Comics festival frees inner nerd
Comicpalooza 2009 gave Houston geeks of all niches the chance to meet their favorite artists and learn about the industry.
While the size of the dealers’ room paled in comparison to other conventions such as Comic Con International and A-Kon, hardcore aficionados and casual fans alike still enjoyed a diverse array of artists and collectibles.
Over the weekend, the dealer’s room provided a host of collectible classic comic books with hefty price tags, graphic novels and action figures. Contemporary comic books were also released without a price stamp in celebration of the international Free Comic Book Day, held each year on the first Saturday in May.
Not even the recession seemed to slow the spending of fans and collectors. Pete Krolczyk, an independent comic book seller, said the economic recession has actually improved his sales.
‘These are the people who want color in their lives,’ Krolczyk said.
Krolczyk also said the convention’s diverse array of independent and popular comic artists brought in devoted fans ready to support their favorites with purchases of prints and books. The convention must be applauded for using its resources to bring in artists and attractions to please every nerd.
Superhero fans saw artists Steve Scott, Rodney Ramos and Andy Kuhn. Dirk Strangely showed up to sell gothic prints and pieces. Independent superstar David Mack arrived to sell his whimsical mixed-media paintings. Manga creators Priscilla Hamby and Clint Bickham spoke at a panel about the challenges of breaking into the manga industry, while many freelance artists sold artwork.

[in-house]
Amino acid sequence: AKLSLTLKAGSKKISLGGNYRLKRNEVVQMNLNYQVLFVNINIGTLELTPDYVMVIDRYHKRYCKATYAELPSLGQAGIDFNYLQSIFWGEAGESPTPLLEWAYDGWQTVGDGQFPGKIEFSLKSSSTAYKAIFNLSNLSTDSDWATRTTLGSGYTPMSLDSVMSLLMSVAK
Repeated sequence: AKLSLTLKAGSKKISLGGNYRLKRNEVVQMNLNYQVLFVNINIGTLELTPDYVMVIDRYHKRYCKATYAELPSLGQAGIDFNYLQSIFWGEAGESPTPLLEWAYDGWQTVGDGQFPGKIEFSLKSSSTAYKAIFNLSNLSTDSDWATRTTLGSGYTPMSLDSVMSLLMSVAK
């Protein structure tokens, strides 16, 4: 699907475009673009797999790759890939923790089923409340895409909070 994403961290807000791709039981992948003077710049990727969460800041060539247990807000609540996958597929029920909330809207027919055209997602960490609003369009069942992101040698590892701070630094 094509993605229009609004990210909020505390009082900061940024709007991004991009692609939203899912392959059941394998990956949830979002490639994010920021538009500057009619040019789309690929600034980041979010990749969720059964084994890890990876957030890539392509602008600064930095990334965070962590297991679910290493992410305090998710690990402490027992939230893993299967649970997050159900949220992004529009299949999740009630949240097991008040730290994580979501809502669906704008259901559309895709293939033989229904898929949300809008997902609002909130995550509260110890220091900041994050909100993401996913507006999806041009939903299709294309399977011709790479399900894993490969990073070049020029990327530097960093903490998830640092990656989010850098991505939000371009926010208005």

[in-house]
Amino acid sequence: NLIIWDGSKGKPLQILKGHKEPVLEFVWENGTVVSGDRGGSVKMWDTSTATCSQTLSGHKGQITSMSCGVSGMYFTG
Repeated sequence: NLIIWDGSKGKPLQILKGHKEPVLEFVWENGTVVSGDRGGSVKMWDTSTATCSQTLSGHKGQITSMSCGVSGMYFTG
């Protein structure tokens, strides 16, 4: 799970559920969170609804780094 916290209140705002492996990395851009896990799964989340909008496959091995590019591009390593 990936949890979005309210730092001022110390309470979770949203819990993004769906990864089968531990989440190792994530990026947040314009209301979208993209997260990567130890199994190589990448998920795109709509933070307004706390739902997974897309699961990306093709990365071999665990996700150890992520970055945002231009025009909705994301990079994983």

University staff and at least one alumnus spoke at the convention as well. Nicholas Pitarra, an alumnus whose work appeared in The Daily Cougar’s comic strip ‘Bipolar Bear,’ showcased his artwork as a Marvel professional. Creative writing professor Mat Johnson, who authored Vertigo graphic novel Incognegro, came as a guest of honor.
Johnson said in an e-mail that he views conventions as a chance to meet the greater community of Houston comic book readers, while getting an interesting look at nerd-dom’s quirkier denizens.
‘My favorite part is seeing the people dressed up in the costumes,’ Johnson said. ‘They look stupid. They know they look stupid. And they don’t care; they’re having too much fun to.’
Comicpalooza also took advantage of West Oaks Mall’s proximity to the Alamo Drafthouse Cinema to host several free panels featuring some of the industry’s most popular names.
Kelley-Sue DeConnick, Bickham and Hamby bantered about the manga industry during ‘Comics of the Rising Sun,’ while a screening of Telling Stories: The Comic Book Creators gave an intriguing look at the lives of comic writers and artists.
Comicpalooza did not appear to attract too many costumed fans, with the exception of Lana Marie, who routinely attends conventions in homemade costumes. For Comicpalooza, she arrived in vinyl and bright-blue contacts as Lady Deathstrike, one of Wolverine’s nemeses.
Marie said appearing in costume combines many of her loves.
‘I’ve been acting for over two years, and Halloween was always my favorite holiday; and I love video games and comics, so it all went together,’ Marie said.
The Saturday portion of Comicpalooza ended on a note of compassion. Fans bid in a silent art auction to raise money for the family of Leigh Boone, the executive assistant for the Houston Center for Photography. Boone died in a traffic accident in early April.
While Comicpalooza has not achieved the prestige of other American conventions, fans definitely enjoyed a free showcase of different aspects of the geek scene.